While on vacation in Delaware with her son and daughter, a mom from Maryland was arrested for leaving her kids at home alone while she went to pick up dinner. “USA Today” reports that while Susan Terrillion was out, her kids ran outside to catch their dogs, who had gotten out. A stranger saw them when their dogs ran in front of his car. While helping to get the pooches under control, he found out the kids were “unsupervised” and called the cops
When the police learned the kids were alone for at least 45 minutes, they arrested the mom, charged her with two counts of endangering the welfare of her children, and then released her on $500 bail. Now, there may be more to the story than we know, but it sure seems like overkill to arrest this mama. Her kids were safe and it was the dogs, not the kids who ran into the road.
And the thing is, there’s no federal law about when a parent can legally leave their child at home alone, it varies from state to state. Only a handful of states even have a minimum age for leaving little ones alone, and those that do range from six to 14, so there’s no consistency. In Delaware, where this took place, there isn’t a minimum age at all! As for the State of Delaware’s website explains, it’s pretty clear. Here’s what it says: “While there is no law in Delaware regulating an appropriate age for a child to be left home alone, the Division of Family Services will accept for investigation any report of a child under the age of 12 being left alone.”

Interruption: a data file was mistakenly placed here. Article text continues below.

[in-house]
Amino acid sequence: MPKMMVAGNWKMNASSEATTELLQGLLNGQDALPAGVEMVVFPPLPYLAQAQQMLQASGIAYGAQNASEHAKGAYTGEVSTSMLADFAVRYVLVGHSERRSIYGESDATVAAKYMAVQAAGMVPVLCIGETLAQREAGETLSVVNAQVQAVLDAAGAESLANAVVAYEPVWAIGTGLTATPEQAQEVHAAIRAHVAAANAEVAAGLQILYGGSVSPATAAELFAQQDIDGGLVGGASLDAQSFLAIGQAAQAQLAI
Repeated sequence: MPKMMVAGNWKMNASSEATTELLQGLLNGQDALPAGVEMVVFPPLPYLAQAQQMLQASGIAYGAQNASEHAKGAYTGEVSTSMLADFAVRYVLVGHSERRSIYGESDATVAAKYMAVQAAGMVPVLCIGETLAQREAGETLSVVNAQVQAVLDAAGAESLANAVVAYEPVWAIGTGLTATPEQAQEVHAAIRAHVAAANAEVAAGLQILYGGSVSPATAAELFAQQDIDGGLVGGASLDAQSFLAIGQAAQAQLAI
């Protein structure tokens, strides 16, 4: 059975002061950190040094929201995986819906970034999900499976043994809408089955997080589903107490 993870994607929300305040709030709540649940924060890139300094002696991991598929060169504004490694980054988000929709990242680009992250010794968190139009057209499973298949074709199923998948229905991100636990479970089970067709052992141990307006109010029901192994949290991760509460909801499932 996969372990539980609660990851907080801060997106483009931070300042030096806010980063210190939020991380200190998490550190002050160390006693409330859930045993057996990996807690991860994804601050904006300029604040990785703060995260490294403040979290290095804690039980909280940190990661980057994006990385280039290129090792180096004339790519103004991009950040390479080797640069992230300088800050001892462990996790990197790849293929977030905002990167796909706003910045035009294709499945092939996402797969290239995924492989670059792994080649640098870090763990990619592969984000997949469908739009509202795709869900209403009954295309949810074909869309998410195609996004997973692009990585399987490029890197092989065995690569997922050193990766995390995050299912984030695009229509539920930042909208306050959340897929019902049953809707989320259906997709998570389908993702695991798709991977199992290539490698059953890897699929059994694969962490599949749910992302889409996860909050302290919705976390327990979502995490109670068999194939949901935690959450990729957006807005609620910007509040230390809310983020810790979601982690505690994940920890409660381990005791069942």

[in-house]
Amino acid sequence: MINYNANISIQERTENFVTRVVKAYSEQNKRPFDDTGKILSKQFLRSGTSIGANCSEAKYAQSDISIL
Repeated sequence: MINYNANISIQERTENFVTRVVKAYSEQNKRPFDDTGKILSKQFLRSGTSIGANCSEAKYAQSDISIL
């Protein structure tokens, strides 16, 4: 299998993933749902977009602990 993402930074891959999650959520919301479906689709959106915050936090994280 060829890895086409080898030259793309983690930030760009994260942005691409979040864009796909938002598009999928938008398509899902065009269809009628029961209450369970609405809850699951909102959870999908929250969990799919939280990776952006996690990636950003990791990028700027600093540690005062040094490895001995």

As parents, we’re all focused on the safety of our kids. And maybe this mom made a mistake leaving her kids alone, or maybe they were totally fine, but no one knows that better than moms. And we all use our common sense to guide us. It seems like the arresting officer didn’t. Like this mom couldn’t have just gotten a warning, or a fine? It’s definitely more scary and shocking to see your mom arrested than staying home with your sib while she runs to pick up dinner.
- Want to know more about the dos and don’ts of leaving your kids at home? Check out the state-by-state guidelines here.
Source: Scary Mommy